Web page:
(bahiranga) branches of yoga, comprised of hatha yoga, raja yoga and kriya yoga. The second half consists of inner (antaranga) branches of yoga, comprised of karma yoga, bhakti yoga and jnana yoga. Practicing only external yoga does not make yoga a practitioner’s lifestyle. It is by making inner yoga one’s sadhana, spiritual practice and a continuous dedication to self-evolution, that yoga becomes one’s life style. Thanks to Swami Satyananda’s view of yoga as a process of continuous transformation in its methodology as well as of people, humanity can empower themselves through adopting the yogic lifestyle.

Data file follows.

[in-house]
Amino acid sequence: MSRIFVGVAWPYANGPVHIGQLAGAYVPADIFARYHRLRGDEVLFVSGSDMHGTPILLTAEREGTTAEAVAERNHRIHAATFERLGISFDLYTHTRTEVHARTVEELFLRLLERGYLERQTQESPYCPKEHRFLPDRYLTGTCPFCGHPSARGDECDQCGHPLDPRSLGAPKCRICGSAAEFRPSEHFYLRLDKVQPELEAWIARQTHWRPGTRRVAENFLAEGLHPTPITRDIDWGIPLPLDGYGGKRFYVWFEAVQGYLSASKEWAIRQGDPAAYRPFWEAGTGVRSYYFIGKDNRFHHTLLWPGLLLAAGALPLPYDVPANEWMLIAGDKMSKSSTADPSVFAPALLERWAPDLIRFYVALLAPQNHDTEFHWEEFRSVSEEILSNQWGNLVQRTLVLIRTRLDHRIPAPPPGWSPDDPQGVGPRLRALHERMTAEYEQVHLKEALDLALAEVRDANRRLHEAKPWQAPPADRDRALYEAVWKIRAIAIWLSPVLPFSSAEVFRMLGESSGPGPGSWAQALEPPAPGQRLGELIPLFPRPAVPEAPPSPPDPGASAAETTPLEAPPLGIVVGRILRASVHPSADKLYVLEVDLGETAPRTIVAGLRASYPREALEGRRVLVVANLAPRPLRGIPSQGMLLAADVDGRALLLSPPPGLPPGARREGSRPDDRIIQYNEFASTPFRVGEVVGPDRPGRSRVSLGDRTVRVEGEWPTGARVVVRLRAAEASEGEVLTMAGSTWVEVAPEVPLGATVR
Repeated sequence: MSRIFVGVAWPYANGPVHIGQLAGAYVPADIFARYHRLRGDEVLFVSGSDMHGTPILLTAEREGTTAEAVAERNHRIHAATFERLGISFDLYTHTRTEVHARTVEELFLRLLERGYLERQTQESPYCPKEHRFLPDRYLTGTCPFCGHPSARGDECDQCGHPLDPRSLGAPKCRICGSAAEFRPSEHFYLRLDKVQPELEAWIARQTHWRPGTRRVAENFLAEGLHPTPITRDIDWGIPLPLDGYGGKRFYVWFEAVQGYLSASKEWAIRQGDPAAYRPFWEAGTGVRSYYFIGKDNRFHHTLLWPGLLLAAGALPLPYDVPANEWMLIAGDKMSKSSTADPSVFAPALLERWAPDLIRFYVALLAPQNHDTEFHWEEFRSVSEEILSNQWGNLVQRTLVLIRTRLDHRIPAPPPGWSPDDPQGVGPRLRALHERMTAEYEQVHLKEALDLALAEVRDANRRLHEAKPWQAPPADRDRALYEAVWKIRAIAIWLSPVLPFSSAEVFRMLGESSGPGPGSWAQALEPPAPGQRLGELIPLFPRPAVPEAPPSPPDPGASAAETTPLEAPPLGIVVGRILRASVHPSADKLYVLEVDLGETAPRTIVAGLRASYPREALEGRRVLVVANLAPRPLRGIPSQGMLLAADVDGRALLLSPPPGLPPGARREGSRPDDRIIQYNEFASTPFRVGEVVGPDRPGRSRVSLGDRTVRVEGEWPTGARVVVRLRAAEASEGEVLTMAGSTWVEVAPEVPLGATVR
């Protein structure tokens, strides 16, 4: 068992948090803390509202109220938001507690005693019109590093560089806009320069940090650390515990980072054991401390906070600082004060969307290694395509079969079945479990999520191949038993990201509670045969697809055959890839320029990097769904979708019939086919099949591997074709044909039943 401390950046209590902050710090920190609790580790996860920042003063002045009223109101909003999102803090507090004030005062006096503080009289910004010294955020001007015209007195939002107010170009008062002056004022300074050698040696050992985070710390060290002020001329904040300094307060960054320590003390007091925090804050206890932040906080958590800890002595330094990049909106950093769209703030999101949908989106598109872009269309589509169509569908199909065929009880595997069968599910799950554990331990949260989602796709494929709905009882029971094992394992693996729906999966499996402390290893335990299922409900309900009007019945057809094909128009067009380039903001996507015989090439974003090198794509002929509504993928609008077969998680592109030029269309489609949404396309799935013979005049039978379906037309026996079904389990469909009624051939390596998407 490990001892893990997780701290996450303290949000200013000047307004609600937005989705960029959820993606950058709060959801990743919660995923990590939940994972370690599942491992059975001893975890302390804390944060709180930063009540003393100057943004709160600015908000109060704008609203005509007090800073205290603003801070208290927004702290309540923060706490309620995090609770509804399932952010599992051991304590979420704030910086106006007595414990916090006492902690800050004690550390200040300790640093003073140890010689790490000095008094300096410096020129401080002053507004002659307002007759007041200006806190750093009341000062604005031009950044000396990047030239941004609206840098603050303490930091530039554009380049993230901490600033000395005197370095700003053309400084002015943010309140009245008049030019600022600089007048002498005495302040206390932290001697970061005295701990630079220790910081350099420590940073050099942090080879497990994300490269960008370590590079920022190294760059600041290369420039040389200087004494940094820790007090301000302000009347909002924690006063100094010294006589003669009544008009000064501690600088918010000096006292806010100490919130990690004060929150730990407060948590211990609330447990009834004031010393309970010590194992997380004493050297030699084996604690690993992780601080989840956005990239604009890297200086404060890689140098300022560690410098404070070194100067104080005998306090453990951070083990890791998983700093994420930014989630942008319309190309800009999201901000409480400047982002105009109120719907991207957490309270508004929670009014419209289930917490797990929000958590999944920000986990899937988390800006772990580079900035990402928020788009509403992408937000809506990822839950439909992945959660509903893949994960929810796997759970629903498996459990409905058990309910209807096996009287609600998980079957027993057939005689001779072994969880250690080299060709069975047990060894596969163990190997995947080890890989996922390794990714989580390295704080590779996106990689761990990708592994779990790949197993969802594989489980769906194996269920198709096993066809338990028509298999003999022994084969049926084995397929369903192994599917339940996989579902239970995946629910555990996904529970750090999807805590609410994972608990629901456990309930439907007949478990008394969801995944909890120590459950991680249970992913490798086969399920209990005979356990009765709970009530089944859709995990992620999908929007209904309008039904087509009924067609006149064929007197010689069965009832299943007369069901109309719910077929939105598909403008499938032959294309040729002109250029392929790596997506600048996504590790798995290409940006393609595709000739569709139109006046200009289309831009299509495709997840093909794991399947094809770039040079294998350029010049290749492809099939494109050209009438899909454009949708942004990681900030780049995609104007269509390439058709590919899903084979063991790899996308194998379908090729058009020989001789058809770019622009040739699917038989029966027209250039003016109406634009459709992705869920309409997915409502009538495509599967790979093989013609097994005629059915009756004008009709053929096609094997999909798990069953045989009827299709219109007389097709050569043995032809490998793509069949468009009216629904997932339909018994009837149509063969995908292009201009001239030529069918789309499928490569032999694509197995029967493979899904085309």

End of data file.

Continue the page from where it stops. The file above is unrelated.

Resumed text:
My experience at the Bihar School of Yoga was the most transformative and precious time in my life. During my two years there, I had the privilege to gain a master’s degree in Applied Yogic Science which equipped me with the medical and yogic knowledge to become a yoga teacher, specializing in yoga therapy. However, the greater gain was my personal experience of the yogic lifestyle envisioned by Swami Satyananda and the profound effect it had on me to live life meaningfully and with awareness. Since then, I have been teaching yoga for more than 13 years, dedicated to spreading the life-transformative qualities of yoga. Satyananda Yoga equipped me with the tools to teach with conviction, taught me the precise vocabulary of instruction, the confidence to design an effective sequence of practices and to be able to accommodate students of all levels in a class. My trust in this system is based on my experience and having witnessed how yoga has helped students suffering from back problems, depression to serious ailments such as cancer. My faith in the teachings of my Guru, Swami Niranjananda, Swami Satyananda and their predecessors stems from their selfless dedication to refine and spread correct yoga for the benefit of all people. Their rise to prominence is a consequence of their deeds, not the goal of their actions. These Gurus have not taken any credit for themselves nor created a commercial enterprise out of their teachings. The sincerity of these great propagators of yoga gives me resolve. Their wisdom is my backbone and I am grateful to continue teaching their legacy.